Current evidence indicates that chronically disrupted sleep in children and adolescents can lead to problems in cognitive functioning, behavioral problems, such as attention, learning, and memory. Behavioral interventions, especially in young children, have been shown to produce clinically significant improvements. This is of particular importance given the relative lack of data regarding use of pharmacological interventions for sleep difficulties in children.
Graphic diaries appear to be more helpful in understanding sleep-wake cycles in pediatric patients rather than descriptive data. An example of a graphic sleep diary can be found at the sleep education website endorsed by the American Academy of Sleep Medicine (AASM) and is available for free download at its Web site. A simple acronym like BEARS (4), which stands for bedtime resistance/sleep onset delay; excessive daytime sleepiness; awakenings at night; regularity, patterns, and duration of sleep; and snoring and other symptoms, can be useful during initial screening of a child’s sleep difficulties. Another alternative is do allow for an overnight sleep study which can be scheduled through the El Paso Sleep Center.
Self-report sleep questionnaires, such as the School Sleep Habits Survey and Children’s Sleep Habits Questionnaire (CSHQ) are useful to screen for more specific sleep disorders in target populations, such as adolescents and school-aged children(6) The Sleep Disturbance Scale for Children (SDSC) is a useful 26-item parent questionnaire that was developed for children and adolescents to screen for primary sleep disorders such as obstructive sleep apnea.
Obtaining a detailed and accurate history followed by a physical exam, including screening for developmental delays and cognitive dysfunction, appears to be a cornerstone for diagnosing pediatric sleep complaints. It is equally important to involve family members in the clinical interview to understand the potential causes of sleep disturbances because children and adolescents often do not recognize events that can disturb sleep. For example, they are usually not aware of snoring or leg movements that occur during sleep. Patients are unaware if they get deep and restful sleep. They may be sleeping but not getting “good” sleep.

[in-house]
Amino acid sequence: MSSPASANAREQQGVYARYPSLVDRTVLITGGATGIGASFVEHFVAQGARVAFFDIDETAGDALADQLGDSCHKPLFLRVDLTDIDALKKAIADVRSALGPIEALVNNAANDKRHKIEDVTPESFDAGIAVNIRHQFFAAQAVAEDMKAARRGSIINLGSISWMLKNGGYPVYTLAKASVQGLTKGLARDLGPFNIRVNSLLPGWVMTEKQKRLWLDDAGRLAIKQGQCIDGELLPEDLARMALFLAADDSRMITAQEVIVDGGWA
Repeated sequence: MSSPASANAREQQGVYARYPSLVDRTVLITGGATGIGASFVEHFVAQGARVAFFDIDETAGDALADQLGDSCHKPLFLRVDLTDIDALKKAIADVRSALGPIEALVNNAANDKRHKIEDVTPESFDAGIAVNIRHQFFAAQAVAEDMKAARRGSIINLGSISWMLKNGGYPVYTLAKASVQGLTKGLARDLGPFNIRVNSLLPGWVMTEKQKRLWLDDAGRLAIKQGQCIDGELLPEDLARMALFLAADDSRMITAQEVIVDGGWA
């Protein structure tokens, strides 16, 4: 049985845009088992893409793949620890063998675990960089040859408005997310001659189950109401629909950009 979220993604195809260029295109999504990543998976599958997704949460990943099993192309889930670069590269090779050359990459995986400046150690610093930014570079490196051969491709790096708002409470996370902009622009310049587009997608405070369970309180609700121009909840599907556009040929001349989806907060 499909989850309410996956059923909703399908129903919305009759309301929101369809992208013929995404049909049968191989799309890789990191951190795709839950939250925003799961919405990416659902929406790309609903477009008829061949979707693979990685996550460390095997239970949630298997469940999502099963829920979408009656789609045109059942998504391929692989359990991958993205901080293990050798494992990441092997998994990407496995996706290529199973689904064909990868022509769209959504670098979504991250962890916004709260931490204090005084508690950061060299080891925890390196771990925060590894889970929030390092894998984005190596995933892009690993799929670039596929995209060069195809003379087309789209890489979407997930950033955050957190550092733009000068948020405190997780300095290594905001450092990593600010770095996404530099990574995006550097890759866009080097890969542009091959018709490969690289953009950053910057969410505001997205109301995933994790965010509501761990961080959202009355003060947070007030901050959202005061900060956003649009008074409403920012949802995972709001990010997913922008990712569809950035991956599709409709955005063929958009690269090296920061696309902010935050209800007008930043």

The physical exam may provide clues to treatable medical causes. Diagnostic tests are available but difficult to access in some communities. Many sleep problems in children can be improved with instruction on sleep hygiene and the importance of sleep to health and behavior. Medical causes of sleep problems are rare but often benefit from treatment and therefore warrant attention during any evaluation.
At one time, elementary school children went to bed easily and woke up early, naturally without alarms. Now their sleep is disrupted by TV, computer games, texting, and other digital distractions. Sleep deprivation is often the primary cause now of inattention, school failure, poor peer relations, and obesity. Medical causes of sleep problems are often overlooked in children because of their difficulty in reporting symptoms.
Primary sleep disorders, such as obstructive sleep apnea (OSA) and restless legs syndrome (RLS), in children have been shown to be associated with excessive daytime sleepiness, impaired attentional capacity and memory, behavioral issues, and attention deficit hyperactivity disorder (ADHD).